The best things can happen in a tiny white brick building set off the street.
There is something about the laid back, mountain vibe of Asheville that creates a city-wide ability to create great dive bars without requiring a Prohibition-adjacent building or bar history. Chalk it up to a vaguely hipster vibe (not a slight) and a community with a clear appreciation for beer, perhaps, but learning that The Double Crown opened as recently 2012 is surprising given the high quality of the dive bar drinking inside.
Of course, all stories have layers and the wrinkle here is that The Double Crown took over a location previously known as Mike’s Side Pocket (the building home to bars dating back to the 1960s). That establishment shut down after an altercation in June of 2012 turned fatal, three men stabbed in the vicinity. The Double Crown is not without its bit of historical infamy, it turns out, but to say the renovations here have been impressively dive bar friendly is an extreme understatement. Asheville native Chris Bower and partner Steve Mann not only took over and livened up the space but kept it in the Asheville community family, an important characteristic in a city that has seen huge growth in outsider ownership of bars and restaurants.
The building helps tell the dive bar story, of course, a small, squat building that on the outside resembles a neighborhood shack but inside is surprisingly roomy. The Double Crown is set back off of a lightly developed street, the plot between front door and road now occupied by an extensive, tent-covered patio area. Because Asheville weather is fairly friendly, the action frequently spills out here, ample space and picnic tables making for a very communal dive bar-adjacent drinking experience.
But inside is where the divey action lives, just inside the white brick front door capped with musical notes and instruments outside. Walking into The Double Crown feels like bathing in a soft, red glow, a network of Christmas lights playing off a painted roof, giving off a very dive bar-style aura difficult to create any other way. The bar and its counter are, in a word, intense, a complete saturation of small lights, liquor bottles, stickers, random miscellany everywhere and even a stuffed snake. One of The Double Crown’s two small windows allows a little natural light here through its metal bars, though the red divey aura inside seems to consume daylight as it enters.
Along the top of the bar, a small ledge lower than the roof that houses a handful of photographs that are too random to properly describe. Stationary, swiveling, padded stools with backs serve as the counter seating options, a very diner counter vibe that complements everything going on visually inside. Taking a few steps away from the bar, it’s easy to appreciate the sure visual weight of this drinking magnet fixture in one corner of The Double Crown, and that is saying something given the dive bar beauty found elsewhere in the space.
Across the checkerboard tile floor from the bar is the DJ booth that provides a first clue about The Double Crown’s strong devotion to live music. The bar hosts rotating and diverse acts, a series of theme nights and one-offs packing an eclectic schedule. A glance at upcoming concerts may include gospel, Western and DJ sets punctuated with a rotating karaoke night for good measure. The community connection can also be seen in these live music events, some of them serving as fundraisers for local causes and even individuals on hard times. And it is in these types of details, down to the musical acts booked and where they proceeds go that sets a true community dive bar like The Double Crown apart.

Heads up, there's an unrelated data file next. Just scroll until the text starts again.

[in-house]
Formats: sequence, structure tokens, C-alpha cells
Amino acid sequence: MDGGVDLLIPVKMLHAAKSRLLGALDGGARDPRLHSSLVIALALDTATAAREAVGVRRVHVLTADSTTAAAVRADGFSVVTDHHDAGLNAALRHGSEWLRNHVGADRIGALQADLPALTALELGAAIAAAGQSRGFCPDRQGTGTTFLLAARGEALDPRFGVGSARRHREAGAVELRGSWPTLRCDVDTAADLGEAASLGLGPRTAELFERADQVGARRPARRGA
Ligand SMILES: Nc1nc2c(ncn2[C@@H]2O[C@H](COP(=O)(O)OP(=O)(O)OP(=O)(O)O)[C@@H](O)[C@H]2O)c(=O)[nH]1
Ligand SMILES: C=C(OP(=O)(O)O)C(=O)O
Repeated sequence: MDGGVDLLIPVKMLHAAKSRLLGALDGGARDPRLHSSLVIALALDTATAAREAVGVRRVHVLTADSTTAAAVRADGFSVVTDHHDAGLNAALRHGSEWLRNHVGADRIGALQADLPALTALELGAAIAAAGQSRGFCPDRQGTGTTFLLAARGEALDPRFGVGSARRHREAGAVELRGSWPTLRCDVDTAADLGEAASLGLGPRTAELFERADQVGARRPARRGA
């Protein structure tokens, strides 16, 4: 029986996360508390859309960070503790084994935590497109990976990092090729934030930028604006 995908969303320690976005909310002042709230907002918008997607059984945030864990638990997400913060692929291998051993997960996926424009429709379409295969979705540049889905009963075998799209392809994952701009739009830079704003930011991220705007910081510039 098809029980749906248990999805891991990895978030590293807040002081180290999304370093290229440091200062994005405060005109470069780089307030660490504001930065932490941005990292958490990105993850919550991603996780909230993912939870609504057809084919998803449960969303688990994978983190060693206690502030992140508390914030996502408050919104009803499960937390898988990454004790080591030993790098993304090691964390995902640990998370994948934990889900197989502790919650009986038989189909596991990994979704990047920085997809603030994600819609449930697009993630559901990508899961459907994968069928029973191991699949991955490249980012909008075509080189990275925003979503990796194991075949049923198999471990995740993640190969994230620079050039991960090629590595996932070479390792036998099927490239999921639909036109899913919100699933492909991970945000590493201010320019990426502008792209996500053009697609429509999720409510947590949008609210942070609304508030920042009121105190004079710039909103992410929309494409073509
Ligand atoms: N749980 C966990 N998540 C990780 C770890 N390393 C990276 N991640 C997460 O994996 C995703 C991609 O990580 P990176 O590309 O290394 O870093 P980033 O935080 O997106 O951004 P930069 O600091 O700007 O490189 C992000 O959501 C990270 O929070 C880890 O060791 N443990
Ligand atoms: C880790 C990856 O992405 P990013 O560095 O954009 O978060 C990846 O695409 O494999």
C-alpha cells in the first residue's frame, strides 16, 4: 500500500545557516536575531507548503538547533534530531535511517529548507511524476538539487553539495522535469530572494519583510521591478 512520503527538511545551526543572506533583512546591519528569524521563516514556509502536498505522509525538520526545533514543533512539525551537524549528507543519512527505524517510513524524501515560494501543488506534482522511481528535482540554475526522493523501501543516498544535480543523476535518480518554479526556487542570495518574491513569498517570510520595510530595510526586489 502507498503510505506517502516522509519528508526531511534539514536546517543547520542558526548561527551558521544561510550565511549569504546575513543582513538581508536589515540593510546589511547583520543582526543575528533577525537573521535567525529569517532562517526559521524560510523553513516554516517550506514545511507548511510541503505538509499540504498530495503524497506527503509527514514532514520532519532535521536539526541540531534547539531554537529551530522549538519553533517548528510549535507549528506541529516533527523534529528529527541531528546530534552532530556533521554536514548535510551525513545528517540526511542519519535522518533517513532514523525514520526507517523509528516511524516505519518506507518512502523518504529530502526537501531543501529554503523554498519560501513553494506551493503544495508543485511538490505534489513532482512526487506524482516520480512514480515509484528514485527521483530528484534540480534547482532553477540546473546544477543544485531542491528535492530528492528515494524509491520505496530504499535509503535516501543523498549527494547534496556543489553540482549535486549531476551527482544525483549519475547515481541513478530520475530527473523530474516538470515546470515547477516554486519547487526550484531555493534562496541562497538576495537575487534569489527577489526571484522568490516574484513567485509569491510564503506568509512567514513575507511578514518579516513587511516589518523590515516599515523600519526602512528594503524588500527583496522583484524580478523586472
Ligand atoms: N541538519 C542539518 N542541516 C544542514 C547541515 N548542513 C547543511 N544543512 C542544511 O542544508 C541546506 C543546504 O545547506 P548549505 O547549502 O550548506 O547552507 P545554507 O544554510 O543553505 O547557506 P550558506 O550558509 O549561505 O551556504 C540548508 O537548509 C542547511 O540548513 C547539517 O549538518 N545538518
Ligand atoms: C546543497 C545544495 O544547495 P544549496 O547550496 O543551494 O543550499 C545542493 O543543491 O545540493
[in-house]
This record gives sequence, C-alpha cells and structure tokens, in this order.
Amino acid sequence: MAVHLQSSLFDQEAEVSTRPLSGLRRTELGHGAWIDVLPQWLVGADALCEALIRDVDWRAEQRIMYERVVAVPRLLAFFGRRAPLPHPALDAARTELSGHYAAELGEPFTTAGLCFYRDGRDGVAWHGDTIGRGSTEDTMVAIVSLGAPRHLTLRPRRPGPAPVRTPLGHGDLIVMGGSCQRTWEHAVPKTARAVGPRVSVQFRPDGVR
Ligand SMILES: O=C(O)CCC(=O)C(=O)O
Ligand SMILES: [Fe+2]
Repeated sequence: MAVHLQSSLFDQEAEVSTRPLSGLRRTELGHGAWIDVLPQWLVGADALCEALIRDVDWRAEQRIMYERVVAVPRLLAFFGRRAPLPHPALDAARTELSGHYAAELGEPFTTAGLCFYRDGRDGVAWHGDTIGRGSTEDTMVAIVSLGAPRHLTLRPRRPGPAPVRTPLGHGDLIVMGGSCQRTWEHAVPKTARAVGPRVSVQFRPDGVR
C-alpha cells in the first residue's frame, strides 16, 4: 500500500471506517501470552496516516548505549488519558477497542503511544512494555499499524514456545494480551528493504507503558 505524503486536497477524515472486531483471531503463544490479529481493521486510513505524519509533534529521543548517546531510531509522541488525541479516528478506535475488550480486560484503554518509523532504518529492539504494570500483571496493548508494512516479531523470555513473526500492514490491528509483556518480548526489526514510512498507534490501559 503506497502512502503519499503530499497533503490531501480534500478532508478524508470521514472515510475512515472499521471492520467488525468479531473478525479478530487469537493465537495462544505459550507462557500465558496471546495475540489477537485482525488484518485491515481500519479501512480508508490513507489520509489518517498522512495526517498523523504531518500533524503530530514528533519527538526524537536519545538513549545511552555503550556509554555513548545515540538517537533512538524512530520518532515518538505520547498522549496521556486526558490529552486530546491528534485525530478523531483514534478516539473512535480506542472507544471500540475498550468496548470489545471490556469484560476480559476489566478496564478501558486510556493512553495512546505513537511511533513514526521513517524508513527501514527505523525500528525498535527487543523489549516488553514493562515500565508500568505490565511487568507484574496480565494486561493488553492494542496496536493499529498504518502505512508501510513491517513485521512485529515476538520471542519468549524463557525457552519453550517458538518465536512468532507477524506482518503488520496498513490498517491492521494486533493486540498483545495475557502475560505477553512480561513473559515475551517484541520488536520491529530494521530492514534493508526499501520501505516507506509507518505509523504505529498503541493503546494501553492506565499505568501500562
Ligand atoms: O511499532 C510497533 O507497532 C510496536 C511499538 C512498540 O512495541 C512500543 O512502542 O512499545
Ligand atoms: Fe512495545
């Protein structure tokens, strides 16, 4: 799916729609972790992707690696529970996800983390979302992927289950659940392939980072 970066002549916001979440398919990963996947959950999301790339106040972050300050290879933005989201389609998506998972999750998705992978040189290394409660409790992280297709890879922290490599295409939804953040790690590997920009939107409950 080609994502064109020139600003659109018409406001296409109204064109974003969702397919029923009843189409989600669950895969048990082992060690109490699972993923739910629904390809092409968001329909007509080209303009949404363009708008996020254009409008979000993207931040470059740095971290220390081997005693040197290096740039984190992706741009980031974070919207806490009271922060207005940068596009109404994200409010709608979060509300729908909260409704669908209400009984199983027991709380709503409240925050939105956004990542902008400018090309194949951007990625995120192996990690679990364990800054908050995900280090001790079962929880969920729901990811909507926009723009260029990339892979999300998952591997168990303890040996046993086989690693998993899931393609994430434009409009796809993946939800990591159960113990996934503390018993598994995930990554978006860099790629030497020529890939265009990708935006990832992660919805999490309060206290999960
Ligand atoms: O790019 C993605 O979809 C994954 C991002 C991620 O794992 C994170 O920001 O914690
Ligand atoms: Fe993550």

Beyond the dance floor, black, padded booths run along the wall opposite the bar, dark little alcoves given some additional drinking ambiance with solid walls and dark wood paneling separating each booth entirely. More photos, more Christmas lights and even a little Christmas tinsel adds character here, creating a series of individual dive bar confessionals of sorts. In the center of the space, modular seating provides flexibility for live music nights when the dancefloor must expand.
A small red bench island in the middle of the space creates a ringed community drinking area with ample view of the entirety of The Double Crown’s interior footprint. Another couch-lined alcove just off the bar adds another drinking location, the entire patchwork of seating options creating distinct, separated options perfect for sparking conversation in a small group. A wall of music posters advertising past and upcoming shows gives way to The Double Crown’s bathrooms which do not disappoint. The graffiti and sticker game is, of course, strong here, doing justice to the dive bar credentials established by the rest of the building.
The Double Crown sits on the shoulders of decades of drinking in a small, white brick building and does so in an almost perfectly-crafted way. Great dive bars are organically developed rather than intentionally built and The Double Crown seems to be walking that line well for opening in 2012. The clear devoting to the Asheville community, the commitment to live music, the updates to the space that let the building shine through, all of it creates a great dive bar experience in a quiet little stretch of southwest Asheville.